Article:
“It’s good to practice here or there but when you have so many games, I think the most important thing toward the end of the year is rest,” Hossa said. “We’re pretty lucky we have that, and I think we also have had good results off that. It seems like it works.”

Patrick Kane doesn’t take many skates or practices off but he has added something new to his repertoire: cryotherapy. In the therapy, be it whole-body or localized, a person is exposed to subzero temperatures for a few minutes.

“I think it has helped me, especially to do that in Chicago every off day, so it’s been good. I feel like fresh on the ice, which is good,” Kane said. “I think you try out different things to help your body or get yourself to recover a little bit faster than other times if you have more days off.”

So has the schedule had an effect on game outcomes, from the lopsided scores to those with double-digit goal totals? Boudreau believes it has.

“I’m sure everyone has theories,” Boudreau continued, “but my thought is, this is why there are so many discrepancies in so many of the games, be it 7-1, 5-1, 6-5 or 8-7.”

It could be debated. Some of the most lopsided scores (Columbus’ 10-0 victory over Montreal, Los Angeles’ 7-0 decision over Toronto and Winnipeg’s 8-2 victory over Dallas) came within the first month of the regular season. Seems that would be too early to blame a schedule. But there have been some outlandish outcomes recently. The Penguins 8-7 overtime victory over the Washington Capitals on Jan. 16 comes to mind. The next night, the Stars beat the New York Rangers 7-6. The Toronto beat the Islanders 7-1 on Tuesday.

“You look at the schedule this year, a tougher schedule. You see a few more blow outs, you wonder if that has anything to do with it,” Kane said. “Who knows?”

As coaches and players love to say, the schedule is what it is. But there’s no doubt it’s been busier this season, and everyone is doing what they can to adjust.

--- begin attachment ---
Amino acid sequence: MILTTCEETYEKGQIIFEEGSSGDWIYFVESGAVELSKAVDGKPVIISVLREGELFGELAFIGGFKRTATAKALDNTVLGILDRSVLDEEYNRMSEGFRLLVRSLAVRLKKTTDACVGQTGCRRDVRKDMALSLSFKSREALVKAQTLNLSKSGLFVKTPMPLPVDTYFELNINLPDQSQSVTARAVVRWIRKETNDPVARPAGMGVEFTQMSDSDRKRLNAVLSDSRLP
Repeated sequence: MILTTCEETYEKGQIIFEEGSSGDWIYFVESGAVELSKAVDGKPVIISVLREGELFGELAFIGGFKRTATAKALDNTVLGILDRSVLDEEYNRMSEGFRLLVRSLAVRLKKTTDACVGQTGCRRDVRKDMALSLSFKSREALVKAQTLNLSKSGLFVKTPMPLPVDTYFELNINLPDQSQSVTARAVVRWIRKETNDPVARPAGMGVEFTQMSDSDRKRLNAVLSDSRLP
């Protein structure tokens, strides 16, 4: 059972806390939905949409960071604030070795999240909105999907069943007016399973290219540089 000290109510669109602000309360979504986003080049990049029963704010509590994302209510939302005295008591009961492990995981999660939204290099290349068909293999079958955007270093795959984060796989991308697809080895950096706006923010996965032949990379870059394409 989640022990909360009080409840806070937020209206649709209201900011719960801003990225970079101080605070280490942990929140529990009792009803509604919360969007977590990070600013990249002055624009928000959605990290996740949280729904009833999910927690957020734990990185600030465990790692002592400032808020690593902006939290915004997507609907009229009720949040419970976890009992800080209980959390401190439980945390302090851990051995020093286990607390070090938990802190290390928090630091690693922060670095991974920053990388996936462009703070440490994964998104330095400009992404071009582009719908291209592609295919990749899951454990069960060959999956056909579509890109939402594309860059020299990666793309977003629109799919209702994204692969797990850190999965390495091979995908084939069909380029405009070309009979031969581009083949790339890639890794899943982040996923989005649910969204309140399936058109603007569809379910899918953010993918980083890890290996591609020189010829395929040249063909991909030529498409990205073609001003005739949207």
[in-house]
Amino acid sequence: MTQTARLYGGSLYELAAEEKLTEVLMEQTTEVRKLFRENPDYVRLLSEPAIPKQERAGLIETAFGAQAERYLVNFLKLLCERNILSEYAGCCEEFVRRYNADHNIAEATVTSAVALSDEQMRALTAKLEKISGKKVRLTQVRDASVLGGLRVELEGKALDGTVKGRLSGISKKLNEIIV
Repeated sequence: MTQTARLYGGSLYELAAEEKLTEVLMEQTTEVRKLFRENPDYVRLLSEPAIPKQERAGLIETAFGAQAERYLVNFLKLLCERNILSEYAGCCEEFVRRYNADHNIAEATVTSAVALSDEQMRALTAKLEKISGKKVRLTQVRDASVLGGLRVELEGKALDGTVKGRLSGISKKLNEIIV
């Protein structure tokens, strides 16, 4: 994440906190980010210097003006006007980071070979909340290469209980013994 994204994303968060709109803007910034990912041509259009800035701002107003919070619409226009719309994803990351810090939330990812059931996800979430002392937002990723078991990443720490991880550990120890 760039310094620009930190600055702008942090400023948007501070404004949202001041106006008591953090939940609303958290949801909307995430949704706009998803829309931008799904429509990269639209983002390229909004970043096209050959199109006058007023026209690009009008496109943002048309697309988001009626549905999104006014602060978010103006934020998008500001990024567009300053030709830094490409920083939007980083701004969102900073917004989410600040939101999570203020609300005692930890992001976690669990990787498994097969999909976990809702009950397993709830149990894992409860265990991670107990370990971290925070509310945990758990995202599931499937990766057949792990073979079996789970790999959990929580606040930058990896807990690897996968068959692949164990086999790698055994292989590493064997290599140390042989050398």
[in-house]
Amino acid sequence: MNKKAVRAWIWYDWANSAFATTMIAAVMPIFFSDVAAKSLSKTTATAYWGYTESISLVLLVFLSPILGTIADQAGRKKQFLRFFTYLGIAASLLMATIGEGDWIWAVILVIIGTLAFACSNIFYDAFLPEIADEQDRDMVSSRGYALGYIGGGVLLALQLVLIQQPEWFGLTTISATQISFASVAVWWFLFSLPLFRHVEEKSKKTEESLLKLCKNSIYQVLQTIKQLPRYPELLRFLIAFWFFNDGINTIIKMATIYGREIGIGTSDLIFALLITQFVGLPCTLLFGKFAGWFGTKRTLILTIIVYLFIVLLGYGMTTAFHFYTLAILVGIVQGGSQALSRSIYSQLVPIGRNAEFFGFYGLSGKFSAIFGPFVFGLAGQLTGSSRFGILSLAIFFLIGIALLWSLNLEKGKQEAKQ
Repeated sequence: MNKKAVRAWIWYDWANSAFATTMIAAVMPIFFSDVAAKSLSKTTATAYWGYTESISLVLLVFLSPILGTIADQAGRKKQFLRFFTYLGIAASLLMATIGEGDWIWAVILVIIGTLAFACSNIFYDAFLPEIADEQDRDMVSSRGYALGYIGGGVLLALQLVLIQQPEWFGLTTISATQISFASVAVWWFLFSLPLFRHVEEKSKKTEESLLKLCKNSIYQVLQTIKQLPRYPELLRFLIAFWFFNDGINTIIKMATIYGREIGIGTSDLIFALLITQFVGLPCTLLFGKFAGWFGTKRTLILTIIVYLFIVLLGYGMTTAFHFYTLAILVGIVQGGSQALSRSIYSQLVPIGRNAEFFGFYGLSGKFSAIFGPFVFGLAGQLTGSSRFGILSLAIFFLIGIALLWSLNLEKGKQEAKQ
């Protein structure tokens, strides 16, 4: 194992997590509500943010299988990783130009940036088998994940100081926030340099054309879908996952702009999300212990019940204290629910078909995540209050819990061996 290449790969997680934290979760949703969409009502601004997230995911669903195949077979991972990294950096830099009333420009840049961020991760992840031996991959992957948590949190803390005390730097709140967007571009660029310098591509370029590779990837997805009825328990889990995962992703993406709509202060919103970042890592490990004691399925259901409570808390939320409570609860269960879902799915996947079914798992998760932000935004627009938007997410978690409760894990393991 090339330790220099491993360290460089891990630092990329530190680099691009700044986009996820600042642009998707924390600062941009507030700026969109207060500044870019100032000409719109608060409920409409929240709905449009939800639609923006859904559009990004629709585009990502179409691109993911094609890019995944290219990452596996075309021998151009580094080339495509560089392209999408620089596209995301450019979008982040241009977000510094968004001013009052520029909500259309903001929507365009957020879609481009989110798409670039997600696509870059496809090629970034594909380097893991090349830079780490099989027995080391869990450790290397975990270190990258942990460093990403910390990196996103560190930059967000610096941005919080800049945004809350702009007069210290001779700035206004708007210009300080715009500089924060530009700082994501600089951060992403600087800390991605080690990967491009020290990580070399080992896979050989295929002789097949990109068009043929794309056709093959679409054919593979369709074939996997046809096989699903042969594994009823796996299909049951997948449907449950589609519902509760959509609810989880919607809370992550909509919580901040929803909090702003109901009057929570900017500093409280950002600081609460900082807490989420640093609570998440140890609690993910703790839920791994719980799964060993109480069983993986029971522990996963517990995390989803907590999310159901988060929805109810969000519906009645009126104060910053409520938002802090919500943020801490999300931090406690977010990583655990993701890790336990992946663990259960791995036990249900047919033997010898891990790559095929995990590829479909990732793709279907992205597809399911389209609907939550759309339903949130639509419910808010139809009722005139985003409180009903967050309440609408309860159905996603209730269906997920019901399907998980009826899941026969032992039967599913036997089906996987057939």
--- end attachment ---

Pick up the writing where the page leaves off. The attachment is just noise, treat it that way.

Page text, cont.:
“Sometimes you have long road trips that might catch up to you with the travel or things like that. But even then, you’re not really thinking about it too much. You’re just trying to do what you can to get yourself ready for the next game,” Kane said. “I don’t think anyone thinks about it too much. It’s just we’re hockey players, we like playing games, so it’s a good thing.”

Four takeaways: Blackhawks can't solve rookie Cal Petersen in shootout loss

Four takeaways: Blackhawks can't solve rookie Cal Petersen in shootout loss

Here are four takeaways from the Blackhawks' 2-1 shootout loss to the Los Angeles Kings at the United Center on Friday:

1. Blackhawks can't solve Cal Petersen

With Jonathan Quick (knee), Jack Campbell (knee) and Peter Budaj (sick) out, the Kings trotted out former Notre Dame standout Petersen to make his first career NHL start between the pipes. And he didn't disappoint.

The 24-year-old stopped 34 of 35 shots (.971 save percentage) in 65 minutes of play and denied Jonathan Toews and Patrick Kane in the shootout to earn his first victory in the big leagues.

"He was good, yeah," coach Jeremy Colliton said. "The third period was more like it. If we’d had 60 minutes [like that] maybe we break him down eventually. He did well, he did a good job. I thought we had a little more traffic, got some more pucks to the net. That was better. But you can’t help but think if we’d have had that push earlier, then we’d get paid off for it."

2. Line changes serve as third-period spark

After failing to generate many scoring chances in the first two periods, Jeremy Colliton spruced up his top-six by putting Brandon Saad with Kane and Toews and Nick Schmaltz with Alex DeBrincat and Artem Anisimov. They saw the benefits almost immediately.